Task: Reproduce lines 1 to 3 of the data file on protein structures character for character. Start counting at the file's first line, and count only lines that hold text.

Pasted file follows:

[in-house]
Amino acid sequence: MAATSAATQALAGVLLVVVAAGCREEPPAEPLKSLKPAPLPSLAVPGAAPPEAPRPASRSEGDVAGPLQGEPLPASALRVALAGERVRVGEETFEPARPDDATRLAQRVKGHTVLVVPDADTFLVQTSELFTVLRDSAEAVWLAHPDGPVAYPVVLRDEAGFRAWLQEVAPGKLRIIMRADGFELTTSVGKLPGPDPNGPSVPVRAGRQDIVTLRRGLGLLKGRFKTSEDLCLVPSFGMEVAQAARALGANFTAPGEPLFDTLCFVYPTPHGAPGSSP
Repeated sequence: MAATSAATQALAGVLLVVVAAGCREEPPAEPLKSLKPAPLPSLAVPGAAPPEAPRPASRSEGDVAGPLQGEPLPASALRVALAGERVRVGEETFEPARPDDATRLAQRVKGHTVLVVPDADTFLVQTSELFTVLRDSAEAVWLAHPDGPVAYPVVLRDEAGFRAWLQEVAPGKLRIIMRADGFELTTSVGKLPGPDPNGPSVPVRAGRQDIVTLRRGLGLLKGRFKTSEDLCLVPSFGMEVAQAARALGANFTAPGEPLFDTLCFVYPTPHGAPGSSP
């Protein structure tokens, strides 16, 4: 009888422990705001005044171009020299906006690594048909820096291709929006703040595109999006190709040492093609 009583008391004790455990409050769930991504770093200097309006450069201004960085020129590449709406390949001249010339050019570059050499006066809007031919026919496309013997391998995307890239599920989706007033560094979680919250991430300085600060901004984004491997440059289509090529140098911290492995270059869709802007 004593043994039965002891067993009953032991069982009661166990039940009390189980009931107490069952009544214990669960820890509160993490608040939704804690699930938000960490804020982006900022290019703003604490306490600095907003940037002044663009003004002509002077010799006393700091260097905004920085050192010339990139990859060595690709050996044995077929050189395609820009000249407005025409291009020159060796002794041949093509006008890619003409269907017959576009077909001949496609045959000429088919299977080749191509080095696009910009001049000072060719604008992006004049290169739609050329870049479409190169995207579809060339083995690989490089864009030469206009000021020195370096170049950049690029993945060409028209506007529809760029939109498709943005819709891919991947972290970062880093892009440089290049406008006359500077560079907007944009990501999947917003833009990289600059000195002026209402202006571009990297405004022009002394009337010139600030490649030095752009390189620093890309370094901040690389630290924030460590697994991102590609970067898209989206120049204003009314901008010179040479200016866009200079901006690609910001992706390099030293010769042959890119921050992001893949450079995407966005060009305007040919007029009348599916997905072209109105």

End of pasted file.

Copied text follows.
[in-house]
Amino acid sequence: MAATSAATQALAGVLLVVVAAGCREEPPAEPLKSLKPAPLPSLAVPGAAPPEAPRPASRSEGDVAGPLQGEPLPASALRVALAGERVRVGEETFEPARPDDATRLAQRVKGHTVLVVPDADTFLVQTSELFTVLRDSAEAVWLAHPDGPVAYPVVLRDEAGFRAWLQEVAPGKLRIIMRADGFELTTSVGKLPGPDPNGPSVPVRAGRQDIVTLRRGLGLLKGRFKTSEDLCLVPSFGMEVAQAARALGANFTAPGEPLFDTLCFVYPTPHGAPGSSP
Repeated sequence: MAATSAATQALAGVLLVVVAAGCREEPPAEPLKSLKPAPLPSLAVPGAAPPEAPRPASRSEGDVAGPLQGEPLPASALRVALAGERVRVGEETFEPARPDDATRLAQRVKGHTVLVVPDADTFLVQTSELFTVLRDSAEAVWLAHPDGPVAYPVVLRDEAGFRAWLQEVAPGKLRIIMRADGFELTTSVGKLPGPDPNGPSVPVRAGRQDIVTLRRGLGLLKGRFKTSEDLCLVPSFGMEVAQAARALGANFTAPGEPLFDTLCFVYPTPHGAPGSSP